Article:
Westworld Episode 5 Review: “Akane No Mai”

Westworld Episode 5 Review Akane No Mai

Westworld Episode 5 Review: “Akane No Mai”

Throwaway episode? Shut your geisha mouth!

Shogun World wasn’t the only interesting thing about Episode 5. “Akane no Mai” also put to rest several viewer theories and established a pecking order among characters.

Walk with us as we outline Dolores’ secret game plan, explore the boundaries of Maeve’s “new voice,” and plunge the terrifying depths of The Teddy Experiment.

Also, find out what Gene and Big D would do if they could modify their own personalities with a Westworld iPad.

Take the plunge with us, then write in your thoughts at hosts@shatontv.com for Thursday’s listener mail Telegraph.

Westworld Episode 5 Summary:
“Akane No Mai” In Westworld, Dolores questions what to do with Teddy. She concludes that he is a decent person but his decency makes him a liability and has him reprogrammed against his will. At the edge of the park, Maeve’s party is captured and escorted into a shogunate-themed park designed to be more extreme than Westworld called Shogunworld. They are taken to a nearby town where they meet Akane, a geisha who plays a similar role to Maeve. Akane is negotiating with a local shogun, but when she kills the shogun’s emissary, he retaliates by sending ninjas to kidnap her daughter Sakura and samurai to subjugate the town. During the attack, Maeve forces a ninja to kill himself without voicing a command. Maeve, Akane and Lee infiltrate the shogun’s camp to rescue Sakura and find the shogun is damaged and unstable. Akane kills the shogun after he kills Sakura and Maeve wordlessly forces his samurai to turn on one another. She, Akane and Lee regroup as the shogun’s army attack the camp.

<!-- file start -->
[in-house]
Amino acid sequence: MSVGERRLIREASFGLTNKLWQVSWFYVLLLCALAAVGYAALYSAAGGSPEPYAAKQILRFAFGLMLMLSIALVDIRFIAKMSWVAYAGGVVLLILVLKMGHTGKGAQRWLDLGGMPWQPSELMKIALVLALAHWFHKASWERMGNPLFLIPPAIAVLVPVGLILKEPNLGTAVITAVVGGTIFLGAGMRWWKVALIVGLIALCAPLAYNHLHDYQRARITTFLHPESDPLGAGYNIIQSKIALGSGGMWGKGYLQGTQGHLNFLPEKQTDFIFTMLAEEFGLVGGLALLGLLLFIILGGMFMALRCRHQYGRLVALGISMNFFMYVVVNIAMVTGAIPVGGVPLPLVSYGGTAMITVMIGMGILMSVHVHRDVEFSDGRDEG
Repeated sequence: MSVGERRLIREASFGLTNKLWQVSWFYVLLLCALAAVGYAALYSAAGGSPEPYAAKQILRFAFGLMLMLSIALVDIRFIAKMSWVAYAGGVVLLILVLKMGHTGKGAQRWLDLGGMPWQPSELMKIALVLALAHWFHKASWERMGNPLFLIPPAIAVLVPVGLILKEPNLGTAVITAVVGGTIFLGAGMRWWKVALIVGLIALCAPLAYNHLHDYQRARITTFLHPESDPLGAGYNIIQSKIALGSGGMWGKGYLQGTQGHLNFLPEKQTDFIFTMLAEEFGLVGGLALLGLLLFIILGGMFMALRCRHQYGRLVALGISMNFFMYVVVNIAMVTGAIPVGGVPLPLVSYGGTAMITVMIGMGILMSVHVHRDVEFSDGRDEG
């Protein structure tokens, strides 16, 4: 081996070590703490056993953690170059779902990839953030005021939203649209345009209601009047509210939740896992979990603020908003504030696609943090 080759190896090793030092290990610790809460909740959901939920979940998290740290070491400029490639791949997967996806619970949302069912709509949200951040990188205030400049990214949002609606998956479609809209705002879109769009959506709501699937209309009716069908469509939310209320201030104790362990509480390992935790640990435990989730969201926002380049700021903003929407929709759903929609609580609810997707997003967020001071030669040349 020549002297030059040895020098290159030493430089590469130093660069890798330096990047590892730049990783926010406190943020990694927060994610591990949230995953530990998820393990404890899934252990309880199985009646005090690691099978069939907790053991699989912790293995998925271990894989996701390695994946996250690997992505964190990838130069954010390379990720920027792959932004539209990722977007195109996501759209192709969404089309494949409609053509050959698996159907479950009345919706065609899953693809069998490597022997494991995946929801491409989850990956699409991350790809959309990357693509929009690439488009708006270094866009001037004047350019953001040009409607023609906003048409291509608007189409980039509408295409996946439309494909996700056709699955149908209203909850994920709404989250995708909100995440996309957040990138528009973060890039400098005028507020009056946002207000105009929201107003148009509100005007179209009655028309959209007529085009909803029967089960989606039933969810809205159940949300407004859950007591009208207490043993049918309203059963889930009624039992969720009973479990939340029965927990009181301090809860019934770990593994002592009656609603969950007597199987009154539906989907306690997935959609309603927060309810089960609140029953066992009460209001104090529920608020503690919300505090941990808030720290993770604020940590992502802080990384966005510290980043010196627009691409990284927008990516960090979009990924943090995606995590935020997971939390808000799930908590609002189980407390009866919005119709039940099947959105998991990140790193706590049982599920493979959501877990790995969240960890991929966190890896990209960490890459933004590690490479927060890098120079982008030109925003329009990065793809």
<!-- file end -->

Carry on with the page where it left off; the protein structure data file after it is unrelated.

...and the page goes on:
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4 Responses

  1. Steve says:

    Agree with your point that it’s contrived that WW would just lazily rehash the Mariposa raid for Shogun world. That and having Sizemore be the ONLY writer for a whole new world almost ruined the episode for me. You have a whole crew of writers just to make a crap movie in Hollywood, why wouldn’t you have a team of writers and consultants educated in Japanese history coming up with distinct and historically accurate narratives?

  2. Lee J. Yott says:

    With the changes to Teddy in this episode I believe the writers are essentially bringing back the murderous gunslinger antagonist of the original 1970’s movie. The gunslinger who tracked you down in the horror vein of Jason Voorhees or Michael Myers.

  3. Derek says:

    The samurai covering maeve’s mouth was because he thought she was annoying and talking too much, not because he thought she was a threat. It was a joke the writers put in. He didn’t understand what she was saying at all.

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